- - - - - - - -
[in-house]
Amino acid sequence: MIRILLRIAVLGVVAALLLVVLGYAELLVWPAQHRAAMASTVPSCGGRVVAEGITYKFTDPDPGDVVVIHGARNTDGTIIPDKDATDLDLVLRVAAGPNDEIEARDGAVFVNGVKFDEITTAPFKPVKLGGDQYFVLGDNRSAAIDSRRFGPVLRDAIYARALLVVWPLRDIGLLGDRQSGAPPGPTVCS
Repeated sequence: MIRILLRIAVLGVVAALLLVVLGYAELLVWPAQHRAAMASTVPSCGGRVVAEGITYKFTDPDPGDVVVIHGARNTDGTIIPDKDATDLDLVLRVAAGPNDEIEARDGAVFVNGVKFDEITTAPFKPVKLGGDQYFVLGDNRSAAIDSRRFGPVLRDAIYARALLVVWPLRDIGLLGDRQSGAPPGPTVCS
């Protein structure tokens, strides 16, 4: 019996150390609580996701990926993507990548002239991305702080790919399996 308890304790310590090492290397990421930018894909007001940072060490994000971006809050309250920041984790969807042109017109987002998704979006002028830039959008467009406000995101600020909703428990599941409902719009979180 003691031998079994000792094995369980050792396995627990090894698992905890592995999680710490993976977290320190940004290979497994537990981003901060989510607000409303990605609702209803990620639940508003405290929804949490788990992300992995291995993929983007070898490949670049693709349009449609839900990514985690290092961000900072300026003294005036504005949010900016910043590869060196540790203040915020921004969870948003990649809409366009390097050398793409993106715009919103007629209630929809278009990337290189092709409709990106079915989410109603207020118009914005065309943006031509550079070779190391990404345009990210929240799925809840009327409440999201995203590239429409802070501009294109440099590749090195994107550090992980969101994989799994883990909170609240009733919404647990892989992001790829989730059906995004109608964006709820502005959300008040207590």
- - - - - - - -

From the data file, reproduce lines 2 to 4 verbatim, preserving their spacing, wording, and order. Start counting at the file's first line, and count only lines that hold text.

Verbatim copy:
Amino acid sequence: MIRILLRIAVLGVVAALLLVVLGYAELLVWPAQHRAAMASTVPSCGGRVVAEGITYKFTDPDPGDVVVIHGARNTDGTIIPDKDATDLDLVLRVAAGPNDEIEARDGAVFVNGVKFDEITTAPFKPVKLGGDQYFVLGDNRSAAIDSRRFGPVLRDAIYARALLVVWPLRDIGLLGDRQSGAPPGPTVCS
Repeated sequence: MIRILLRIAVLGVVAALLLVVLGYAELLVWPAQHRAAMASTVPSCGGRVVAEGITYKFTDPDPGDVVVIHGARNTDGTIIPDKDATDLDLVLRVAAGPNDEIEARDGAVFVNGVKFDEITTAPFKPVKLGGDQYFVLGDNRSAAIDSRRFGPVLRDAIYARALLVVWPLRDIGLLGDRQSGAPPGPTVCS
């Protein structure tokens, strides 16, 4: 019996150390609580996701990926993507990548002239991305702080790919399996 308890304790310590090492290397990421930018894909007001940072060490994000971006809050309250920041984790969807042109017109987002998704979006002028830039959008467009406000995101600020909703428990599941409902719009979180 003691031998079994000792094995369980050792396995627990090894698992905890592995999680710490993976977290320190940004290979497994537990981003901060989510607000409303990605609702209803990620639940508003405290929804949490788990992300992995291995993929983007070898490949670049693709349009449609839900990514985690290092961000900072300026003294005036504005949010900016910043590869060196540790203040915020921004969870948003990649809409366009390097050398793409993106715009919103007629209630929809278009990337290189092709409709990106079915989410109603207020118009914005065309943006031509550079070779190391990404345009990210929240799925809840009327409440999201995203590239429409802070501009294109440099590749090195994107550090992980969101994989799994883990909170609240009733919404647990892989992001790829989730059906995004109608964006709820502005959300008040207590």